Killer catalogue of Bremer population
Researchers have produced a catalogue of some of the killer whale population in the Bremer Canyon they hope will help track the health, population size and individual characteristics of the monochromatic mammals.
Scientists at the Centre for Marine Science and Technology at Curtin University have spent three years cataloguing Orcas based on their unique physical features such as their dorsal fin and markings.
PhD candidate Rebecca Wellard has worked on the Orca Research and Conservation Australia (ORCA) project from the beginning and said the best way to monitor killer whales and their ecosystem is to catalogue them.
“The dorsal fin is as unique as a human’s fingerprint,” she said.
“You can look at birth and survival rates and killer whales being an apex predator they are a proxy for the ecosystem, so they are a great animal to look at if you want to look at the whole system,” she said.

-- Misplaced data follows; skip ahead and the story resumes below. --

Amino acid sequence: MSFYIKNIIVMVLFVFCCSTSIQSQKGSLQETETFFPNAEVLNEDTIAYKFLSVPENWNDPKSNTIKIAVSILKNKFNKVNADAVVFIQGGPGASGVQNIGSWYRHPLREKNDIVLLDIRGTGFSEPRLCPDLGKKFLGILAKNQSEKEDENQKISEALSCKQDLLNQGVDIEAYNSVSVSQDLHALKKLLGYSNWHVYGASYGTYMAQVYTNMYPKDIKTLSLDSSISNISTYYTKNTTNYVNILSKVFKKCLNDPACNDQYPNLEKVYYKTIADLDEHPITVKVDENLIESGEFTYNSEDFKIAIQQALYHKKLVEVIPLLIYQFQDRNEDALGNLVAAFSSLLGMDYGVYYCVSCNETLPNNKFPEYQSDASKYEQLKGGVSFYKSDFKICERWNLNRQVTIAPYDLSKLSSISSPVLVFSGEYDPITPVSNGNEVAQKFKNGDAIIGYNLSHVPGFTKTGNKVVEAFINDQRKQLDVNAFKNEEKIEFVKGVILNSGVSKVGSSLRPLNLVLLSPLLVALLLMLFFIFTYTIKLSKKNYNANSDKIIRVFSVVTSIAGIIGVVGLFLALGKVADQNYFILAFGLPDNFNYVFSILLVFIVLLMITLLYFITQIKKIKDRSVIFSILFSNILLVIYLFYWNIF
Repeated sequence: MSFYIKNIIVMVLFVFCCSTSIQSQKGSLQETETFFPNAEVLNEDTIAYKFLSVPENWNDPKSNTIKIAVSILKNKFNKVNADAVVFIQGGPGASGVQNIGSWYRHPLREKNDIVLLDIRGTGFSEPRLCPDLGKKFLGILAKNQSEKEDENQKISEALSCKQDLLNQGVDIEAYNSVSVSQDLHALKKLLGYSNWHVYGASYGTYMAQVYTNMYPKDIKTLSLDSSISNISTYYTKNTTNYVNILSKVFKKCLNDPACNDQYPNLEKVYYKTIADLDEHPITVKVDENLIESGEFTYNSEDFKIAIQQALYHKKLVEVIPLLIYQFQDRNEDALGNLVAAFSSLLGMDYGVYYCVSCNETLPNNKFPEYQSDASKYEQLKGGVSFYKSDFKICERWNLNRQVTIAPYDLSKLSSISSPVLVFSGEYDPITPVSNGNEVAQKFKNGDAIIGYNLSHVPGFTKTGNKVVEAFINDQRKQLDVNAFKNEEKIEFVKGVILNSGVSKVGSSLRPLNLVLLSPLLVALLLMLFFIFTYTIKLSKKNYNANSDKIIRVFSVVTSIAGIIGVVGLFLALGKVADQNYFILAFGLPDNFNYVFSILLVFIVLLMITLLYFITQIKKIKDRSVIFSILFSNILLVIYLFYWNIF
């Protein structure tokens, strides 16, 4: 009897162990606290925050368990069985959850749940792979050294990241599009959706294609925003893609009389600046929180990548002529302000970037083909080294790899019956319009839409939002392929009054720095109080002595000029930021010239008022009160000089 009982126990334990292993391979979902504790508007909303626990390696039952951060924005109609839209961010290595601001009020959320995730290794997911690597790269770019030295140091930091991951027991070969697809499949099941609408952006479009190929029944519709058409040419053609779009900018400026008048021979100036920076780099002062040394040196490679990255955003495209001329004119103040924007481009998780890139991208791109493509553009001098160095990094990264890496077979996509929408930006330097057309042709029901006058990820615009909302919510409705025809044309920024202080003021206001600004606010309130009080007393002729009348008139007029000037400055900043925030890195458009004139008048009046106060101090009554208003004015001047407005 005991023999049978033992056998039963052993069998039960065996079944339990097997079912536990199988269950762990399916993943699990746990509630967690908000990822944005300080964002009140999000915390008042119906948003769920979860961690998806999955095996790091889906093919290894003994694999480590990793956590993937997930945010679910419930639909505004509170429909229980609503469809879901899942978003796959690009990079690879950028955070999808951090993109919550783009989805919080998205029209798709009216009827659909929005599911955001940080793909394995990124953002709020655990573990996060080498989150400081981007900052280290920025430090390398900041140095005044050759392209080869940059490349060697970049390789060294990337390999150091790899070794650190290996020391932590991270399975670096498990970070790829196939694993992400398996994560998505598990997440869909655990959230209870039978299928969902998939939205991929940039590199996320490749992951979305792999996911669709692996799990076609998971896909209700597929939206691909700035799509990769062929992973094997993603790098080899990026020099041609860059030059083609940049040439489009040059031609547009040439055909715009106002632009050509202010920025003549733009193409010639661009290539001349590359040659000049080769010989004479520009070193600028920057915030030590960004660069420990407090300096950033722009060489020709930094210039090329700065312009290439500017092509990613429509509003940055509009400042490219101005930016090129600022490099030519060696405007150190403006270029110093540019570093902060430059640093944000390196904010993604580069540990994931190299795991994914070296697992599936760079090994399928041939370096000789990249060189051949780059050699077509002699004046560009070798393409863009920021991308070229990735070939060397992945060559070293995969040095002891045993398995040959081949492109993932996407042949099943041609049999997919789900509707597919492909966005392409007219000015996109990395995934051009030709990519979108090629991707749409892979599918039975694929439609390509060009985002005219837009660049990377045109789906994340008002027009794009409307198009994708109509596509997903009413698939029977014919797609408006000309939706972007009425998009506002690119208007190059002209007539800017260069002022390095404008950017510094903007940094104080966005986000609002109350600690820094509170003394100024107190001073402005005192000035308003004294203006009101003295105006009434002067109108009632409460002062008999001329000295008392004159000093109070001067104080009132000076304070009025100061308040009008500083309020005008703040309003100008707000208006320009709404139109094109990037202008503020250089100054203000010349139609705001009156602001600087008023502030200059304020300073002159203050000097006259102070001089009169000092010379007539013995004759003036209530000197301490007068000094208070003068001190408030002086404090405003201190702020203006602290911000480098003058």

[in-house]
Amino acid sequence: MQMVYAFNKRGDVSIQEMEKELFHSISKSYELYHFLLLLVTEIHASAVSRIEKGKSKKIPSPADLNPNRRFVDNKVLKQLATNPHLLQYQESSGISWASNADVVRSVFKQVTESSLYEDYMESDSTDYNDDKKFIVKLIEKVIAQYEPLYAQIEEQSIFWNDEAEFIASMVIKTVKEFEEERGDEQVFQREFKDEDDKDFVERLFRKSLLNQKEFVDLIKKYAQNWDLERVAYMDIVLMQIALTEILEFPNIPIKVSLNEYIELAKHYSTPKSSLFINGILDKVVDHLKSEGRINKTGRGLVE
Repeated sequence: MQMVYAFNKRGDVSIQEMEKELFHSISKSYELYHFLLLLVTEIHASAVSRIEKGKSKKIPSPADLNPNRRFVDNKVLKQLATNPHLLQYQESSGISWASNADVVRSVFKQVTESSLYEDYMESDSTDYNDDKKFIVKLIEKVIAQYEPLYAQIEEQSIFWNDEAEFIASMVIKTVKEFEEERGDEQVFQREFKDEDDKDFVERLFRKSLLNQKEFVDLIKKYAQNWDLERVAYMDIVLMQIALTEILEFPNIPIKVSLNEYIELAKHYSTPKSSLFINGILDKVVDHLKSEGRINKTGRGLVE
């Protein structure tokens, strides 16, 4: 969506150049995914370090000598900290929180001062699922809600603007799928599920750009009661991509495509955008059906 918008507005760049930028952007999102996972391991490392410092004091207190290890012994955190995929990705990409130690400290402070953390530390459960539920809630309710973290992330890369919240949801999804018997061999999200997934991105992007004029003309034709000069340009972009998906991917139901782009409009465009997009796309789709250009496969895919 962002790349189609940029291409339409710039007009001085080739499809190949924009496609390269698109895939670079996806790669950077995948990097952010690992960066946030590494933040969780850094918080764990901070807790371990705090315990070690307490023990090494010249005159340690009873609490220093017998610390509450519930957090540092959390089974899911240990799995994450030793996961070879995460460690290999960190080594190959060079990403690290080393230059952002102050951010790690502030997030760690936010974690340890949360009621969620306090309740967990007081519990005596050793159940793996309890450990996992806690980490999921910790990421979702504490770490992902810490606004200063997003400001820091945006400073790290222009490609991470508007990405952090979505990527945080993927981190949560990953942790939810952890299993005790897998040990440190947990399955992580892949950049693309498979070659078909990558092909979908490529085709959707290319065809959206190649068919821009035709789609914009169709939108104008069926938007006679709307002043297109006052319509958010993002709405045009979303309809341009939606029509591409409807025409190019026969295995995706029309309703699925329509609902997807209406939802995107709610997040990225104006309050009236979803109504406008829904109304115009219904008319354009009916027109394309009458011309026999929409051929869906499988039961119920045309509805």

Ms Wellard said there was still little known about the killer whale populations in Australia and this project would go a long way to understanding how many killer whales are in Australian waters and how far they travel around the coast.
“We know they are off the coast off Bremer Bay during the summer but we don’t know where they go where they come from,” she said.
“By releasing the catalogue the public can compare any photos they take of killer whales from around the country and see if we can match them to the ones in the Bremer area.”
There are 81 killer whales in the catalogue with more than 20 to be added very soon and it is hoped that citizen scientists will submit their photographs to be included in the catalogue project.
Ms Wellard said scientists were still working to understand the population and abundance of killer whales and this catalogue was one step towards that goal.
The online catalogue can be found at the Curtin University Centre for Marine Science and Technology website and citizen scientist’s photographs can be submitted via firstname.lastname@example.org
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